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World Service director to Beet.TV: Video is ‘hugely important’ to BBC digital news

March 6th, 2012 | No Comments | Posted by in Broadcasting, Online Journalism

Peter Horrocks, Director of the BBC World Service, speaks to digital news platform Beet.TV about the World Service’s online offering.

As well as emphasising that the BBC “remains committed” to a “high level of spend” on its international news offering, Horrocks also speaks about the “huge importance” of online video provision to the BBC.

Horrocks also talks about the importance of social media, both as a source of news and as a content distribution channel through social sharing.

He says: “We know that audiences increasingly trust the news they receive directly from friends and family above the news they receive from international news brands.”

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Flipboard adds Telegraph and Guardian ahead of royal wedding

Flipboard, a “social magazine” for the iPad that pulls in content from the web, has announced partnerships with the Guardian and the Telegraph.

Announcements from the company about the Guardian – “the central liberal voice in the British media” – and the Telegraph – “one of the most circulated broadsheets in the UK” – have been timed to coincide with the upcoming royal nuptials.

We’re launching the Guardian and the Telegraph at this precise moment so you can feel like you’re right there in Westminster Abbey witnessing the union and following events from the eyes of Londoners.

The US app has also added OK Magazine and Brides Magazine in advance of the wedding.

Flipboard was launched in July last year to offer its users a magazine-like collection of news, features, videos and images circulating within their social networks. In December it announced that eight US news outlets including ABC News and the Washington Post Magazine were testing the app as a distribution platform.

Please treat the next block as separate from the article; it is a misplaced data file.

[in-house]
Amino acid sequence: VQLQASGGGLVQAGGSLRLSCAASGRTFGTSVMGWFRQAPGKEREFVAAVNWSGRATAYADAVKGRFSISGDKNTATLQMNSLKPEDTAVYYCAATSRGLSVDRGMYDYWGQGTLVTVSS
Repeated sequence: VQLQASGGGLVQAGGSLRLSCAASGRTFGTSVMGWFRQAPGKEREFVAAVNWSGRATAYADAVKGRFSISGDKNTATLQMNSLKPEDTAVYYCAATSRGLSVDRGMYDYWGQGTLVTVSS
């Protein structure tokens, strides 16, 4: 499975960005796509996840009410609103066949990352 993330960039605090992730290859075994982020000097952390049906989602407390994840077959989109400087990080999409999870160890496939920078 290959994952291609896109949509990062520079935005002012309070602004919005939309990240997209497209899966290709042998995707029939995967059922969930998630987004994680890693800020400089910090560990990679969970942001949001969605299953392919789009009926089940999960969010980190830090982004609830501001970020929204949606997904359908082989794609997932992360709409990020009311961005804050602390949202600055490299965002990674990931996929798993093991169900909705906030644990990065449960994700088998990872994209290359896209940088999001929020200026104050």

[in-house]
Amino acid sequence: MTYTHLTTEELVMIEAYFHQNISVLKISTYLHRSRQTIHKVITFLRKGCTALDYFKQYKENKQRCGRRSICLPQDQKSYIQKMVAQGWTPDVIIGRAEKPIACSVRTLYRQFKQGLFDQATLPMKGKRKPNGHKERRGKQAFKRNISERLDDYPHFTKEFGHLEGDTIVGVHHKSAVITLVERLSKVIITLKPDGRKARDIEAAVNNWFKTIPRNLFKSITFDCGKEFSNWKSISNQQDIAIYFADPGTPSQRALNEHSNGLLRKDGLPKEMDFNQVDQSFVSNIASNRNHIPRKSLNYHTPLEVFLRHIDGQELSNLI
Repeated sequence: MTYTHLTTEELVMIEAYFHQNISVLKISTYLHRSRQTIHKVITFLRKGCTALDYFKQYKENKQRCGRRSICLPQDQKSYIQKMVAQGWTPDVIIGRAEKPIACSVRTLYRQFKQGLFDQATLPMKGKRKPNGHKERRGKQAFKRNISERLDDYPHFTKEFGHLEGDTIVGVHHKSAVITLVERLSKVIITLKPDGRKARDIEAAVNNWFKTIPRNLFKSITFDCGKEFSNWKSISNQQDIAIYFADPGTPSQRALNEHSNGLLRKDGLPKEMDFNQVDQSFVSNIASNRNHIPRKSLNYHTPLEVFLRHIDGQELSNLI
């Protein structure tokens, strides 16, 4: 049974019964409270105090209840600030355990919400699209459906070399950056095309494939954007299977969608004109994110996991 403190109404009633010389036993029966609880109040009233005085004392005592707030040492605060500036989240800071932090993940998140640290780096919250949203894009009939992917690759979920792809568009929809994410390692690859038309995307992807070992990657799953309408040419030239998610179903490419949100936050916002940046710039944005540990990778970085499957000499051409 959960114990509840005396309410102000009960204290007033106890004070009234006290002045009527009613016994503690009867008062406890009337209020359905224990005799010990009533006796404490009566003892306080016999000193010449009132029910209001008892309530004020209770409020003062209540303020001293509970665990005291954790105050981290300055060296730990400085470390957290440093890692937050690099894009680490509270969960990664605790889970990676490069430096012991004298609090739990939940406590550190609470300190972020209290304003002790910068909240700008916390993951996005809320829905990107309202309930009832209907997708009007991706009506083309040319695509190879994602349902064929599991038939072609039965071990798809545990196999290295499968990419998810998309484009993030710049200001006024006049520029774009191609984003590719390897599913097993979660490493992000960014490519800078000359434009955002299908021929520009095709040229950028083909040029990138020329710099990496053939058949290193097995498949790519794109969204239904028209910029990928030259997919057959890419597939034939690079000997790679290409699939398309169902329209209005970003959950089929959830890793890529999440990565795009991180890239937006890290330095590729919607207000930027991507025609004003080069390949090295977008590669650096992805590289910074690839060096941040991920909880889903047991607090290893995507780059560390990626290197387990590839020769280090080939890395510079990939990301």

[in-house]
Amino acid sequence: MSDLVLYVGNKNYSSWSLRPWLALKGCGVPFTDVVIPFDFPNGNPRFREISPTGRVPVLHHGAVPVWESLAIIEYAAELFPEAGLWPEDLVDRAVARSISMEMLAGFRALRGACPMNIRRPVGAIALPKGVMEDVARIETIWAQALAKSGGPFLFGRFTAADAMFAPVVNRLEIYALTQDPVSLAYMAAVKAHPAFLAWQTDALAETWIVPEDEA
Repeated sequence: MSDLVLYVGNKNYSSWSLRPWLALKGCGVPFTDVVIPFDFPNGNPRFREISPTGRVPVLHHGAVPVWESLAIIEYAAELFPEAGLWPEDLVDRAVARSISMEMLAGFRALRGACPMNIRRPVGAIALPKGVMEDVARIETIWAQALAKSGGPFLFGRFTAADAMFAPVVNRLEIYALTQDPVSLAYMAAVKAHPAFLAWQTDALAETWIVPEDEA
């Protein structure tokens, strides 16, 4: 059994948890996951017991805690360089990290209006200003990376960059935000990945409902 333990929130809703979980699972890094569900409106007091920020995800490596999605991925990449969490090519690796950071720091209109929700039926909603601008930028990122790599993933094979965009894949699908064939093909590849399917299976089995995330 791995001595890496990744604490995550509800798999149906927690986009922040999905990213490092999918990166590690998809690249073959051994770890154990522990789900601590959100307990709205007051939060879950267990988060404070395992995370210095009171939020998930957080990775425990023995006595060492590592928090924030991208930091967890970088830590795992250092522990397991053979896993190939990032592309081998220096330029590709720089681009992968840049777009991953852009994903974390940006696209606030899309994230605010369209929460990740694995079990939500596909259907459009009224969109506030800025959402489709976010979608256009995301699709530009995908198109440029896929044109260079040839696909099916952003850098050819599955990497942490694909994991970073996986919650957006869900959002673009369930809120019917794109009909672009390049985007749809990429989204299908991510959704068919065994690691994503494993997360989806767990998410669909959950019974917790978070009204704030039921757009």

Last week the company announced additional investment of $50 million (£30 million), taking its value to around $200 million (£121 million). According to the company the funds will be used to expand its staff from 32 to around 50.

It also announced a partnership with Oprah Winfrey’s media network.

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Project Cascade: The New York Times’ new visualisation tool for Twitter tracking

In case you missed this over the weekend, the New York Times has been quietly working away for a while on a nifty visualisation tool that will allow it to track the way links to its content move through Twitter.

A product of the Times’ Research and Development lab, which is housed somewhere up near the clouds in the NYT’s 33-floor building, Project Cascade promises to take social analytics on in leaps and bounds and tell the NYT a great deal about how, where and when its content is being shared.

The NYT – no stranger to the art of graphics and visualisation – writes on the project’s website that it “allows for precise analysis of the structures which underly sharing activity on the web”.

This first-of-its-kind tool links browsing behavior on a site to sharing activity to construct a detailed picture of how information propagates through the social media space.

While initially applied to New York Times stories and information, the tool and its underlying logic may be applied to any publisher or brand interested in understanding how its messages are shared.

Nieman Journalism Lab has a detailed write up on the tool at this link which is well worth a look.

You can learn more about data visualisation, social media analytics for publishers and more at Journalism.co.uk’s upcoming news:rewired conference. See the full agenda for the day on our dedicated event site.

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Nieman: Will ‘like’, ‘share’, and ‘recommend’ influence the future of news?

Facebook is reportedly abandoning the ‘share’ option in favour of ‘like’. Will this influence news sites? What are the implications for ‘liking’ a story? Nieman Journalism Lab has an article on the ‘warring verbs of social media’ and the impact on the future of news

Newsroom culture has long been allergic to explicitly connecting the production of journalism and the expression of a reader’s endorsement. (Just the facts, ma’am!) And “Like” is awkward. When I click a button next to a story, does that mean I like the fact that “Tunisian Prime Minister Resigns,” or that I like thestoryTunisian Prime Minister Resigns“? But there’s no doubting the appeal of “Like,” which feels like a vote when “Share” mostly feels like work.

Full story on Nieman Journalism Lab at this link

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